Casablanca Ceiling Fan Remote - You know what? The name of this informative article is only out and out misleading. The only actual "minus" as it pertains to a ceiling fan is what it will take to get one correctly installed. Ceiling fans can be hard to install for the inexperienced do it yourselfer. In some instances, you'll need to run an electrical line to the area where the ceiling fan is to be installed. Unless you're adept at achieving this type of thing, hiring a qualified, bonded and licensed electrician will most likely save you a lot of grief in the long run.
There is also the minor "con" that entails the issue of periodic care. Correctly installed, a ceiling fan will provide many, many years of agreeable cooling and cost-savings on your own heat bill (assuming you've got a fan which allows one to reverse the blade direction). Granted, you have to wipe down the blades in a while but then, everyone has household cleaning chores to take care of from time to time.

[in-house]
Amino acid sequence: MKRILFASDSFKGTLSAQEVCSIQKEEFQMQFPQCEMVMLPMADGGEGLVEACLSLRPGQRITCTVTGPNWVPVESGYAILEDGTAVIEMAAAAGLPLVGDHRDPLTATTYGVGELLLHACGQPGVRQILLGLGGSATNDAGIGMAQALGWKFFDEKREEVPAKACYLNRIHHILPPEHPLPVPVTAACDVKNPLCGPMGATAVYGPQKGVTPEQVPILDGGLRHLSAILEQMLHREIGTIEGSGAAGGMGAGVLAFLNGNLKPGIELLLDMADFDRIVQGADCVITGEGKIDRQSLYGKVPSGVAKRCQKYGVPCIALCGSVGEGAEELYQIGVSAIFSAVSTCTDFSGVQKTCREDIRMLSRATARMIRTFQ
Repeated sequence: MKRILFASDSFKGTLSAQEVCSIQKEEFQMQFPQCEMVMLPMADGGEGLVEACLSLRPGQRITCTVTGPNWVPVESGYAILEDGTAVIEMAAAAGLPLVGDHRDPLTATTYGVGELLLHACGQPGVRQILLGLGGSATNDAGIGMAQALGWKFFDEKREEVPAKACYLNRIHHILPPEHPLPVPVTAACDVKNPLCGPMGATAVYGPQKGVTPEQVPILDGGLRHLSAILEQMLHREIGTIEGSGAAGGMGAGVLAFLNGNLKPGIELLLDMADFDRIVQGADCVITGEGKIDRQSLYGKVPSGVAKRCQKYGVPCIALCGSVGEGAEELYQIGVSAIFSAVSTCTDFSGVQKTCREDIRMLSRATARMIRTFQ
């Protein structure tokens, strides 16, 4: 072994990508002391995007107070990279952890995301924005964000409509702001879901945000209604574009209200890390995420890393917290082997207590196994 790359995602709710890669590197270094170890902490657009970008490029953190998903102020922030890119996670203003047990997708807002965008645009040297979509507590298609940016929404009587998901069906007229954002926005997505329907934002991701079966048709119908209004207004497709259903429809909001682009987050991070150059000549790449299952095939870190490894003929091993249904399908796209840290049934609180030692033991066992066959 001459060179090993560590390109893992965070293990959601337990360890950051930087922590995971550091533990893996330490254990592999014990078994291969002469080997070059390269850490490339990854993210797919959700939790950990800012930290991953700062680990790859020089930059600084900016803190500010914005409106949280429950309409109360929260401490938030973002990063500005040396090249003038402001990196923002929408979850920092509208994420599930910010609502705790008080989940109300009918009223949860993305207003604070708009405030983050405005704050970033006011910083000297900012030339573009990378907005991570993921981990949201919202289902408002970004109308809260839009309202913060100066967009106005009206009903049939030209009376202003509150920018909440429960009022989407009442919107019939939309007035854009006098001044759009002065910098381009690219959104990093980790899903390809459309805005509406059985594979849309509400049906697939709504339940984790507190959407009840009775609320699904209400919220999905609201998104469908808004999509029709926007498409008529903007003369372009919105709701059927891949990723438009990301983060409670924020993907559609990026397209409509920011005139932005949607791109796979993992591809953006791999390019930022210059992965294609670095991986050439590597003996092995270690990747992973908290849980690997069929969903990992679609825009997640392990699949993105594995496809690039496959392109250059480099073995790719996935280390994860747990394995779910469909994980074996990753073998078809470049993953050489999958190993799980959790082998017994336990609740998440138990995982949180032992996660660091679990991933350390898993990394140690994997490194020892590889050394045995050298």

On occasion, ceiling fans require slight adjustments and get out of balance. The most typical culprits are loose screws that attach the blades to the motor casing, blades which aren't at precisely the same angle (pitch) as the remaining blades as well as a blade or blades that weigh somewhat more than the others. Without going into great detail, make sure that all the screws are tight. If they aren't tightening the ones that run the fan and have come loose. Your problem was solved, when the wobbling has quit.
If not, use a yardstick or other straight bit of wood and put it (with the fan quit) vertically in the outer edge of among the blades. Rotate the blades by hand to make sure that the stick touches. Turn the fan on again and see if you have solved the problem.